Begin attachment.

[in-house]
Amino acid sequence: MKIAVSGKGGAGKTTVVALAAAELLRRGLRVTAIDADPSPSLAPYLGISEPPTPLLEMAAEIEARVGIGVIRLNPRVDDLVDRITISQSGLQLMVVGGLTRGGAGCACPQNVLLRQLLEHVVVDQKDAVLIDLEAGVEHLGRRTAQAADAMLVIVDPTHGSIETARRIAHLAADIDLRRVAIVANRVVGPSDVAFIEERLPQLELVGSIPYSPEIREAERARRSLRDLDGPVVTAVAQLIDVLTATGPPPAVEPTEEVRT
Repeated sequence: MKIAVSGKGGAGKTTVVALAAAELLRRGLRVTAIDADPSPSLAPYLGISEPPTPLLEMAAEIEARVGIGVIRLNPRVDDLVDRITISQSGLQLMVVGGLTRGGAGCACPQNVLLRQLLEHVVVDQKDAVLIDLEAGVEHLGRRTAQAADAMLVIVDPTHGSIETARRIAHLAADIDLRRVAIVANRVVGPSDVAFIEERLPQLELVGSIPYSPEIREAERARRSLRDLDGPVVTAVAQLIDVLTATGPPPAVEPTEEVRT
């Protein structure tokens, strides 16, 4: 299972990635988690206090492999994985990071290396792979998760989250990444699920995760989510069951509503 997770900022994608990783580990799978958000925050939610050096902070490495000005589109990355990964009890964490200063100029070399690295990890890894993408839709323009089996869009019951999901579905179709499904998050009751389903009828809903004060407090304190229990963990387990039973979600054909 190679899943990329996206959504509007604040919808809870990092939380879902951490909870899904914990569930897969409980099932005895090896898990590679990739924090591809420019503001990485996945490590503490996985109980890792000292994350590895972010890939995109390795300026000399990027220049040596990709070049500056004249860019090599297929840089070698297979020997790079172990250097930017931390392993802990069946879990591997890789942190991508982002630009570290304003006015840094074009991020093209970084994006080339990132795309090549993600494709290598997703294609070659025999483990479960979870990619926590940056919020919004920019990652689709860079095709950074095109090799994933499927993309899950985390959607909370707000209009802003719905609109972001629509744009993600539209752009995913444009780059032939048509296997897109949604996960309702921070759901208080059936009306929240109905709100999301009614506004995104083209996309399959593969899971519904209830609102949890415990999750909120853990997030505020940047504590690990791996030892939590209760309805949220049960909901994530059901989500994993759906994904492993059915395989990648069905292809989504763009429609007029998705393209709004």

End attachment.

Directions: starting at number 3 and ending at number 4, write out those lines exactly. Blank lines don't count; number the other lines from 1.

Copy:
Repeated sequence: MKIAVSGKGGAGKTTVVALAAAELLRRGLRVTAIDADPSPSLAPYLGISEPPTPLLEMAAEIEARVGIGVIRLNPRVDDLVDRITISQSGLQLMVVGGLTRGGAGCACPQNVLLRQLLEHVVVDQKDAVLIDLEAGVEHLGRRTAQAADAMLVIVDPTHGSIETARRIAHLAADIDLRRVAIVANRVVGPSDVAFIEERLPQLELVGSIPYSPEIREAERARRSLRDLDGPVVTAVAQLIDVLTATGPPPAVEPTEEVRT
């Protein structure tokens, strides 16, 4: 299972990635988690206090492999994985990071290396792979998760989250990444699920995760989510069951509503 997770900022994608990783580990799978958000925050939610050096902070490495000005589109990355990964009890964490200063100029070399690295990890890894993408839709323009089996869009019951999901579905179709499904998050009751389903009828809903004060407090304190229990963990387990039973979600054909 190679899943990329996206959504509007604040919808809870990092939380879902951490909870899904914990569930897969409980099932005895090896898990590679990739924090591809420019503001990485996945490590503490996985109980890792000292994350590895972010890939995109390795300026000399990027220049040596990709070049500056004249860019090599297929840089070698297979020997790079172990250097930017931390392993802990069946879990591997890789942190991508982002630009570290304003006015840094074009991020093209970084994006080339990132795309090549993600494709290598997703294609070659025999483990479960979870990619926590940056919020919004920019990652689709860079095709950074095109090799994933499927993309899950985390959607909370707000209009802003719905609109972001629509744009993600539209752009995913444009780059032939048509296997897109949604996960309702921070759901208080059936009306929240109905709100999301009614506004995104083209996309399959593969899971519904209830609102949890415990999750909120853990997030505020940047504590690990791996030892939590209760309805949220049960909901994530059901989500994993759906994904492993059915395989990648069905292809989504763009429609007029998705393209709004």